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Page last updated at 17:41 GMT, Tuesday, 9 September 2008 18:41 UK

'Israeli dance check' for artiste

Abdur-Rahim Jackson
Abdur-Rahim Jackson's Alvin Ailey troupe is world-renowned

A black American dancer with a Muslim first name was made to dance by Israeli airport security staff before they let him into the country, reports say.

Abdur-Rahim Jackson, of the Alvin Ailey troupe, was interrogated for an hour at Ben-Gurion airport near Tel Aviv.

He showed security staff his photos in the troupe brochure but to no avail.

"Then one of them asked me to dance for him... it was really embarrassing," Mr Jackson told Israeli media. The airport said it had no record of the incident.

The renowned Alvin Ailey American Dance Theatre company is at the beginning of a six-nation international tour which includes seven performances in Tel Aviv opening on Tuesday night.

Ben-Gurion airport has one of the tightest security regimes in the world, with some passengers facing close interrogation on the way in and out of Israel.

'No corroboration'

"They repeatedly asked me what my father's name is, what my mother's name is and why they gave me this name," Mr Jackson said in remarks reported by the YNet news website.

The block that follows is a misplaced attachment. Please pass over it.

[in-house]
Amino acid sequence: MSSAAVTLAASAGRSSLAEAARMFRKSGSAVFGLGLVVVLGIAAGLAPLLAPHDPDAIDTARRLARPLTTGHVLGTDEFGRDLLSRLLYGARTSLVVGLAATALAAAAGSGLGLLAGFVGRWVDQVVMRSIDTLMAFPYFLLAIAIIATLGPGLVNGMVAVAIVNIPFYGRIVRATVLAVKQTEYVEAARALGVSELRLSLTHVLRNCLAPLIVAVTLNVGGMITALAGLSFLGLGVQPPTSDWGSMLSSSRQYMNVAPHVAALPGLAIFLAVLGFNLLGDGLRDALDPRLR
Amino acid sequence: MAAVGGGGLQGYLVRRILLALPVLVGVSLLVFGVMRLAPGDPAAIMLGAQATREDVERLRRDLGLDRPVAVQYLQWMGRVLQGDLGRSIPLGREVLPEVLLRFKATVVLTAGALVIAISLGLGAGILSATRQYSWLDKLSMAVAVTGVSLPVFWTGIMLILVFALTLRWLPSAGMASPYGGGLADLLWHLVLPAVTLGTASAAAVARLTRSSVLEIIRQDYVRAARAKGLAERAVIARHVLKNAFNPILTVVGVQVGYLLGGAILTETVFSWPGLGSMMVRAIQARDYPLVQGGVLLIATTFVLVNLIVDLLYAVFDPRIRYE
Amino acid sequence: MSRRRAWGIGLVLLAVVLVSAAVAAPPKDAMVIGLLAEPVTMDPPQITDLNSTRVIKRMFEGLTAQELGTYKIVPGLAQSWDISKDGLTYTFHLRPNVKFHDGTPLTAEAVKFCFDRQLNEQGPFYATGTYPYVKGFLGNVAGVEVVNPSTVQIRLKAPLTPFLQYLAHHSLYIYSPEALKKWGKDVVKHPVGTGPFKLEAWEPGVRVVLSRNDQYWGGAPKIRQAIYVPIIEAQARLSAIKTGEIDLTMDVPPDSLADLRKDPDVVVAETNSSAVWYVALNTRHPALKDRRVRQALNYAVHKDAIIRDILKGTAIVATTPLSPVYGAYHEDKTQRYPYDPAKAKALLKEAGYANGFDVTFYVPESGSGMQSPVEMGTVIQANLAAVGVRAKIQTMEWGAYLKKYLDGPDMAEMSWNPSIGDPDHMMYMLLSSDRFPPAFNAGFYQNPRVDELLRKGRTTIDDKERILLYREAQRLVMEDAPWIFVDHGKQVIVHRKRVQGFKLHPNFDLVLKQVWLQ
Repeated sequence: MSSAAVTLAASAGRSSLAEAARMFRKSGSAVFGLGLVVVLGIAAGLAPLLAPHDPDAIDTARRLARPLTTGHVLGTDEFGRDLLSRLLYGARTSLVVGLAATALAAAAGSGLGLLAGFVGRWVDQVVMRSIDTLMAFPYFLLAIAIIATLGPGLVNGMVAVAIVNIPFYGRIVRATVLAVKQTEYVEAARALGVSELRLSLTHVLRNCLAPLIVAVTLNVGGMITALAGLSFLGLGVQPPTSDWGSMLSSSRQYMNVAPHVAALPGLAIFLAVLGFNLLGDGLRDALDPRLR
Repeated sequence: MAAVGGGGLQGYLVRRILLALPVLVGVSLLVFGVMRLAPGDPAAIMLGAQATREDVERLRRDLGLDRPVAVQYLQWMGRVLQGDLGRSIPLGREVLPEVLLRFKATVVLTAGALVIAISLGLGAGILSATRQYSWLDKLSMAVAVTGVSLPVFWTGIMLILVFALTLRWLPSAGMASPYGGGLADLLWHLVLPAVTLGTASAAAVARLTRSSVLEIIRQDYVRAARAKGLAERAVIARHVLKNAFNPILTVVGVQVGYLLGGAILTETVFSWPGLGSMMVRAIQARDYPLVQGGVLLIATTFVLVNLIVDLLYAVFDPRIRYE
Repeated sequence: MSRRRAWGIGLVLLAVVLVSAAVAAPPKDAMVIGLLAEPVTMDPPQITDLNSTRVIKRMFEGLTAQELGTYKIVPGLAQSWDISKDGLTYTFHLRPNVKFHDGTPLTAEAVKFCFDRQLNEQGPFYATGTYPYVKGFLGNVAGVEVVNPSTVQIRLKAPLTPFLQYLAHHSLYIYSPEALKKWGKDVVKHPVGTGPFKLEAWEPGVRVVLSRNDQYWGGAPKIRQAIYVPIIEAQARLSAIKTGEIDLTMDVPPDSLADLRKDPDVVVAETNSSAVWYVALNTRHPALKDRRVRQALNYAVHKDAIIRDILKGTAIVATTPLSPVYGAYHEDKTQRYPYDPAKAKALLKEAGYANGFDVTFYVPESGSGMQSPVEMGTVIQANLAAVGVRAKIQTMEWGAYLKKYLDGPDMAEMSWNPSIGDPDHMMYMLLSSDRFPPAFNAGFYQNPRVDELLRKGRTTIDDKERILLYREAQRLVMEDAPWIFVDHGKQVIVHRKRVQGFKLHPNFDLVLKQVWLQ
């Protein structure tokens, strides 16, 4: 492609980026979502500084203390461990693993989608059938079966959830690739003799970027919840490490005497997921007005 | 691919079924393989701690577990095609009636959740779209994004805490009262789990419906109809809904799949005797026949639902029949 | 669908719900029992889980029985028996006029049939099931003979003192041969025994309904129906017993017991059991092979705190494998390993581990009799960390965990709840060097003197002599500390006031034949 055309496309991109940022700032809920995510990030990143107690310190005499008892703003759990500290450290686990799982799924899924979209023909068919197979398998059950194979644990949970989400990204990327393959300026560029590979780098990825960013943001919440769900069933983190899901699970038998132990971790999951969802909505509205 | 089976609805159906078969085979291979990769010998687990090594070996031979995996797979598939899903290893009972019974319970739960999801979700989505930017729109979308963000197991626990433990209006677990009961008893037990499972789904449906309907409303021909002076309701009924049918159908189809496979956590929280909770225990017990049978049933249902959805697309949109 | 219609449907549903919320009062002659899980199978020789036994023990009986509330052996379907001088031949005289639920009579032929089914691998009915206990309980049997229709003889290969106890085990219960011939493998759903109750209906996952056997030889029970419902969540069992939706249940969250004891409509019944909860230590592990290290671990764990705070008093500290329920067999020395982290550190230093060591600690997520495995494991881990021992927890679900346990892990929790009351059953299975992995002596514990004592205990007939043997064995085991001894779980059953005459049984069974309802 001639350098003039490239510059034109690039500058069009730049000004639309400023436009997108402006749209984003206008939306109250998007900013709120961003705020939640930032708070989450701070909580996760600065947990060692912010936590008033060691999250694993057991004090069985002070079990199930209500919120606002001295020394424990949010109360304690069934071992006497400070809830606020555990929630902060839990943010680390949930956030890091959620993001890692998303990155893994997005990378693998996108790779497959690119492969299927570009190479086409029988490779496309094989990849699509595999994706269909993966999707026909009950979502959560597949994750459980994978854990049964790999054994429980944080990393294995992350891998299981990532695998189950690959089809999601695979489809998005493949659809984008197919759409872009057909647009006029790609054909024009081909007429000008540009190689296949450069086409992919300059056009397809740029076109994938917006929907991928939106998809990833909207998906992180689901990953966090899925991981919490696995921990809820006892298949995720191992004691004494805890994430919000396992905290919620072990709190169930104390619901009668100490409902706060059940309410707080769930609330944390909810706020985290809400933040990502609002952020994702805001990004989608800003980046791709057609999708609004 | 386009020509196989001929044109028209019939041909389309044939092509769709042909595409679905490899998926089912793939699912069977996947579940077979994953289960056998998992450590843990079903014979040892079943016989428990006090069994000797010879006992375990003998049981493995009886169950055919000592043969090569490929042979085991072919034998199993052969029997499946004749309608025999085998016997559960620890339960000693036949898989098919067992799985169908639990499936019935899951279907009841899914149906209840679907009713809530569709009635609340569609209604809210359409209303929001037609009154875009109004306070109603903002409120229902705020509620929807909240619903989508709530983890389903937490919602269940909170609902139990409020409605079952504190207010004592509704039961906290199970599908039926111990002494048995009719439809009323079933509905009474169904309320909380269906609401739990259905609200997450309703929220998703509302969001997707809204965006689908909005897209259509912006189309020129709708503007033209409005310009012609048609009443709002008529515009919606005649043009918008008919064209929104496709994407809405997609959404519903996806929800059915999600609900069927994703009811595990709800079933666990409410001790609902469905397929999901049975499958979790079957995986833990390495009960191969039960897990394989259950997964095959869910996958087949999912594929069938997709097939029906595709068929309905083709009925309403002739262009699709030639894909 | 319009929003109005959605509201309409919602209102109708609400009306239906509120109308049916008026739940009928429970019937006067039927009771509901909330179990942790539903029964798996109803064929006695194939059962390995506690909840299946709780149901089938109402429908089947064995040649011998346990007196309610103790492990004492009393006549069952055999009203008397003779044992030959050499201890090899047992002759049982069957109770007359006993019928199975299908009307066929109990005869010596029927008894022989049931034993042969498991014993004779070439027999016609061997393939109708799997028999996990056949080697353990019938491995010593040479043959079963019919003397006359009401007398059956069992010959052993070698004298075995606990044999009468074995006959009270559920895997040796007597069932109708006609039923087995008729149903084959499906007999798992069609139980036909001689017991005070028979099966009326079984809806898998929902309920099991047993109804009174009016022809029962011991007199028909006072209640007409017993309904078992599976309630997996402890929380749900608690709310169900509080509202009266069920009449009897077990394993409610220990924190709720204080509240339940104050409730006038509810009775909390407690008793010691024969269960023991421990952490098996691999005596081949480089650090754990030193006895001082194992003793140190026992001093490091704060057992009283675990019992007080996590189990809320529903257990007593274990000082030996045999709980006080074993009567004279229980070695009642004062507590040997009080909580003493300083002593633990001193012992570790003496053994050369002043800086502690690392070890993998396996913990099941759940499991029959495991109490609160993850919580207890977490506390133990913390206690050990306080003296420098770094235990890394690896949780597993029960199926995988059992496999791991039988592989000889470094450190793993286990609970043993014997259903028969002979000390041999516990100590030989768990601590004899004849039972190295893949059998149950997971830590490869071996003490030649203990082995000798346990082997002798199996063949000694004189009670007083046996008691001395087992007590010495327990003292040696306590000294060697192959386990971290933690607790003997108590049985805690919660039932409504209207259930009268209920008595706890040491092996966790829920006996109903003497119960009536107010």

He said he showed his interrogators a few dance moves "and after another clarification of the details, they released me and allowed me to join the rest of the troupe".

A spokesperson for the troupe said no complaint was made and the Israeli airports authority said details of the incident were "unknown to us and no corroboration was found in the investigation we conducted".

Human rights groups say Palestinians, Arabs and Muslims are often subjected to delays and humiliating questioning when they pass through Israeli airports, although the national airports authority denies accusations of discrimination.

Despite calling the experience embarrassing and unpleasant, the 31-year-old Mr Jackson was sanguine about his treatment:

"It has already happened to me in the past, when I returned to the US after a trip to the Dominican Republic.

"Security guards interrogated me similarly, and they also asked me to dance. Maybe I need to get used to dancing at airports."




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